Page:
Finally, there’s the issue of mortality. Since one of my most cherished books is “The Denial of Death,” I may be the wrong advisor here. But should Ray Kurzweil be wrong in predicting that, we’ll have conquered death within 15 years, as he did here on Making Sen$e, and then you and I both have demise to consider. To me, mortality has no influence on the mortgage decision. I’m trying to maximize my assets as it is. That can only benefit my estate, should there be one, regardless of when the bucket is kicked; the farm, bought. But I suppose that if my wife and I were both to begin dining on dust in the near future, the thoughts about mortgage duration should apply (see above). In this case, I think I’ll go with Kurzweil.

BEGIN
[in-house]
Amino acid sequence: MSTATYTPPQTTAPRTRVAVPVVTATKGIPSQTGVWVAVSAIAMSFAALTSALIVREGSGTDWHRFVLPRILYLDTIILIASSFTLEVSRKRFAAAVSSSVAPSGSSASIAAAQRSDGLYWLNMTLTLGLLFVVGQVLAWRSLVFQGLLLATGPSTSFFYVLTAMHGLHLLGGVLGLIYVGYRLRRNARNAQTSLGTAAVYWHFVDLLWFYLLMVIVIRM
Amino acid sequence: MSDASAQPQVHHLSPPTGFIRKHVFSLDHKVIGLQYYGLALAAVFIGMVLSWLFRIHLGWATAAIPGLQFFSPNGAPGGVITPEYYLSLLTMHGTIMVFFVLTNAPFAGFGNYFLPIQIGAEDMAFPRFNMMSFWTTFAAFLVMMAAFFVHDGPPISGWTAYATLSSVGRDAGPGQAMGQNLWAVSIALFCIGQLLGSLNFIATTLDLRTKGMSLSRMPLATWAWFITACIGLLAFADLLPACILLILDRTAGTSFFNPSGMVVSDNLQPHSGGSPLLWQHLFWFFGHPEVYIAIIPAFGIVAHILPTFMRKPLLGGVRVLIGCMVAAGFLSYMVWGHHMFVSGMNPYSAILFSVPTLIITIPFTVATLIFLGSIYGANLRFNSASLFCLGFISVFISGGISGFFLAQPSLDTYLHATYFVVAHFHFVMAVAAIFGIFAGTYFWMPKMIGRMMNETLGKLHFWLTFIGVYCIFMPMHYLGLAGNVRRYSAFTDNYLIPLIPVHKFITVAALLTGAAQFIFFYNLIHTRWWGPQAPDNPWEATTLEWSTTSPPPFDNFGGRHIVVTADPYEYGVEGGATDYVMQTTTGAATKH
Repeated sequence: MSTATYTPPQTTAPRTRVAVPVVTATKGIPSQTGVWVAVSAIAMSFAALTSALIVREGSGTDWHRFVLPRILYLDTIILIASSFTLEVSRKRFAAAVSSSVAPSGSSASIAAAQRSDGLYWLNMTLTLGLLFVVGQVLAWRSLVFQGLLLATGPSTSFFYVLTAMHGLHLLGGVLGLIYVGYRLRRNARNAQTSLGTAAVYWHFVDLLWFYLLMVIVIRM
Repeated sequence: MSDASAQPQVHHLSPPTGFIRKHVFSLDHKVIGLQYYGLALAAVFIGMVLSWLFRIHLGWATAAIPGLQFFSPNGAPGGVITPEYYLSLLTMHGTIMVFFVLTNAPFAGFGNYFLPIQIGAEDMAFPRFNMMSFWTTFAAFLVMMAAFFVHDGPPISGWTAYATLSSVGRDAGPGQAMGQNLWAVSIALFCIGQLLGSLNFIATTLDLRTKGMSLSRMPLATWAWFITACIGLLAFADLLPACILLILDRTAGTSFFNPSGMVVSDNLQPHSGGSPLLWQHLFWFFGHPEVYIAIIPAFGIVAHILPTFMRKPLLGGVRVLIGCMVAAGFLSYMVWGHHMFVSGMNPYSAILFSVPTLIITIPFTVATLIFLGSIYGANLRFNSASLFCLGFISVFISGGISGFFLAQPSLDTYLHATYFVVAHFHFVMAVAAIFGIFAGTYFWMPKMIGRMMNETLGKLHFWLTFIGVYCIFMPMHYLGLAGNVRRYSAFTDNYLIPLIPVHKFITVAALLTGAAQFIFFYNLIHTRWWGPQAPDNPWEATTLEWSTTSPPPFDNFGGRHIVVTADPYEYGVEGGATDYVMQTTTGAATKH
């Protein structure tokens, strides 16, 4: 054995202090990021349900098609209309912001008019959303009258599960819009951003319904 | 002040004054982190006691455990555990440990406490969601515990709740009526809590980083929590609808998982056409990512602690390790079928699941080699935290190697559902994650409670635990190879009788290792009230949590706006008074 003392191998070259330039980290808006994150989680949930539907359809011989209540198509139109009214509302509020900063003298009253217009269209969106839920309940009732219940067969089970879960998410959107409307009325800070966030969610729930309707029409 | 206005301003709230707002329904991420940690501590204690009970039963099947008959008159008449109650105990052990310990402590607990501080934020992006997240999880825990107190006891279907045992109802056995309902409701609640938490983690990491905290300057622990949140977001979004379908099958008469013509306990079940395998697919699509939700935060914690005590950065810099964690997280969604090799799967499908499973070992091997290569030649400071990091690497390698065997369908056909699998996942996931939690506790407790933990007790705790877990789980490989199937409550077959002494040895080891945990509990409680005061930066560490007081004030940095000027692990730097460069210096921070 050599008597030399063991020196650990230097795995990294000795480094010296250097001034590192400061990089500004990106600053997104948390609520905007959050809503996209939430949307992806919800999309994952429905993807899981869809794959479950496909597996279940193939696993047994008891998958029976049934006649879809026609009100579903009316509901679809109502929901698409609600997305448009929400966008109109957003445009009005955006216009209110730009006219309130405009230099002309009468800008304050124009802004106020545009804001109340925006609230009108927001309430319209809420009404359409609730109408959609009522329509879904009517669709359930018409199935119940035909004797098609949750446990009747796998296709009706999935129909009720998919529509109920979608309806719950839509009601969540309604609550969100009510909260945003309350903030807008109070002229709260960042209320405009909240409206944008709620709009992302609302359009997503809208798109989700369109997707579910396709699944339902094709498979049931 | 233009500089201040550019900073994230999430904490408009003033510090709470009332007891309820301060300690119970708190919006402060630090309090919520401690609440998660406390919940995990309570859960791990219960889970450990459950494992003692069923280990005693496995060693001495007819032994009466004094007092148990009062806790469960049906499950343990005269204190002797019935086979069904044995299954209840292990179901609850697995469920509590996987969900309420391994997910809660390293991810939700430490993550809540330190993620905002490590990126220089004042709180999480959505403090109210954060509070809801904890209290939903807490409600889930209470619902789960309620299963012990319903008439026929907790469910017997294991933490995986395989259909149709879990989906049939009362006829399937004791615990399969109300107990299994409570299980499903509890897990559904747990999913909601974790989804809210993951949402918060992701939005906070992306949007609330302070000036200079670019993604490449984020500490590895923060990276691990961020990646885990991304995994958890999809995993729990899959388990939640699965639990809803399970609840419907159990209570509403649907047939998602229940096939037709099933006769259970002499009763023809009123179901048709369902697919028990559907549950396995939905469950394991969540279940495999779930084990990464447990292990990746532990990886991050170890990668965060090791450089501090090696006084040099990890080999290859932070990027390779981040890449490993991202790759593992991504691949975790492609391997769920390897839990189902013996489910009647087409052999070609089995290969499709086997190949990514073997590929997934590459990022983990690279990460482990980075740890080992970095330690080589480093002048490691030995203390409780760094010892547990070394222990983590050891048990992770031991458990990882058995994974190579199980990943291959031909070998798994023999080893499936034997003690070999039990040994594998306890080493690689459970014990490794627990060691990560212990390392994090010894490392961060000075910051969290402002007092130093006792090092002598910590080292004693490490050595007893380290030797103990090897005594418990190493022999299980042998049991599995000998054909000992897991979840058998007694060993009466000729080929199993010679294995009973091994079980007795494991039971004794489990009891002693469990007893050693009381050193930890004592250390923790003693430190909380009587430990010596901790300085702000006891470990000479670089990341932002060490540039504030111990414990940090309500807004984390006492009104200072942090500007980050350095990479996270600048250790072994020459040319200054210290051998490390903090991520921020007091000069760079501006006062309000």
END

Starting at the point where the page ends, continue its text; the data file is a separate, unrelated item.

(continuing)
As with any loan, the lender will want to know how much collateral is backing it up, don’t you suppose?
One last comment, Jim, it was only after re-reading your question and my answer that I got your drift (I think). And even so, it provides none of the key information one would need to provide a reasonable answer. So I’m preserving my original response, below. And if I’m now wrong and your question actually meant what I first thought it did, then I stand by what I originally wrote. In any case, it has a few funny lines that I’d hate to deny posterity.
A second rather obvious question: What is the loan for?
I hope you don’t mind my using you as a pretext for a rant, but even if you do, here goes. There is now an Internet, which contains some substantial fraction of all the knowledge humankind has spent millennia taking the trouble to amass.